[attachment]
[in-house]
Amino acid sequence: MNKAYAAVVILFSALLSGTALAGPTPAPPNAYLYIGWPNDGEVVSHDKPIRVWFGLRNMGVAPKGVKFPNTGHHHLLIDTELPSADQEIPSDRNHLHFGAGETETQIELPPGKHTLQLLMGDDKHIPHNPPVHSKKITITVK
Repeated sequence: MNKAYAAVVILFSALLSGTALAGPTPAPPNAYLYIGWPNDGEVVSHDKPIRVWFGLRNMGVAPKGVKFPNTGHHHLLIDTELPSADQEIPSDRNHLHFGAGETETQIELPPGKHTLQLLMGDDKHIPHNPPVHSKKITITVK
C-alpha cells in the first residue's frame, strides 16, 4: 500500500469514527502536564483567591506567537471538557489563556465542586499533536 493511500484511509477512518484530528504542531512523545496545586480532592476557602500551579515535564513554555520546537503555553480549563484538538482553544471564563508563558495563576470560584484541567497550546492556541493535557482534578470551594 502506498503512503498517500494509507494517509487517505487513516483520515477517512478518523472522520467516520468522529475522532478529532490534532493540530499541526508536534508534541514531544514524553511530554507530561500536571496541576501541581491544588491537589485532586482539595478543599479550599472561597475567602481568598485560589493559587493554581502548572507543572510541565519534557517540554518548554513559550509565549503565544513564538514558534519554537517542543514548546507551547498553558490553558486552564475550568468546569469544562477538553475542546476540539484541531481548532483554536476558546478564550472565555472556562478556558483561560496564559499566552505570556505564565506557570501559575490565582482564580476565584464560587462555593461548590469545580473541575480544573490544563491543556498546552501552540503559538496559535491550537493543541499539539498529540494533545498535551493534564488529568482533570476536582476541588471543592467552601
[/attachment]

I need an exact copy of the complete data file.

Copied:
[in-house]
Amino acid sequence: MNKAYAAVVILFSALLSGTALAGPTPAPPNAYLYIGWPNDGEVVSHDKPIRVWFGLRNMGVAPKGVKFPNTGHHHLLIDTELPSADQEIPSDRNHLHFGAGETETQIELPPGKHTLQLLMGDDKHIPHNPPVHSKKITITVK
Repeated sequence: MNKAYAAVVILFSALLSGTALAGPTPAPPNAYLYIGWPNDGEVVSHDKPIRVWFGLRNMGVAPKGVKFPNTGHHHLLIDTELPSADQEIPSDRNHLHFGAGETETQIELPPGKHTLQLLMGDDKHIPHNPPVHSKKITITVK
C-alpha cells in the first residue's frame, strides 16, 4: 500500500469514527502536564483567591506567537471538557489563556465542586499533536 493511500484511509477512518484530528504542531512523545496545586480532592476557602500551579515535564513554555520546537503555553480549563484538538482553544471564563508563558495563576470560584484541567497550546492556541493535557482534578470551594 502506498503512503498517500494509507494517509487517505487513516483520515477517512478518523472522520467516520468522529475522532478529532490534532493540530499541526508536534508534541514531544514524553511530554507530561500536571496541576501541581491544588491537589485532586482539595478543599479550599472561597475567602481568598485560589493559587493554581502548572507543572510541565519534557517540554518548554513559550509565549503565544513564538514558534519554537517542543514548546507551547498553558490553558486552564475550568468546569469544562477538553475542546476540539484541531481548532483554536476558546478564550472565555472556562478556558483561560496564559499566552505570556505564565506557570501559575490565582482564580476565584464560587462555593461548590469545580473541575480544573490544563491543556498546552501552540503559538496559535491550537493543541499539539498529540494533545498535551493534564488529568482533570476536582476541588471543592467552601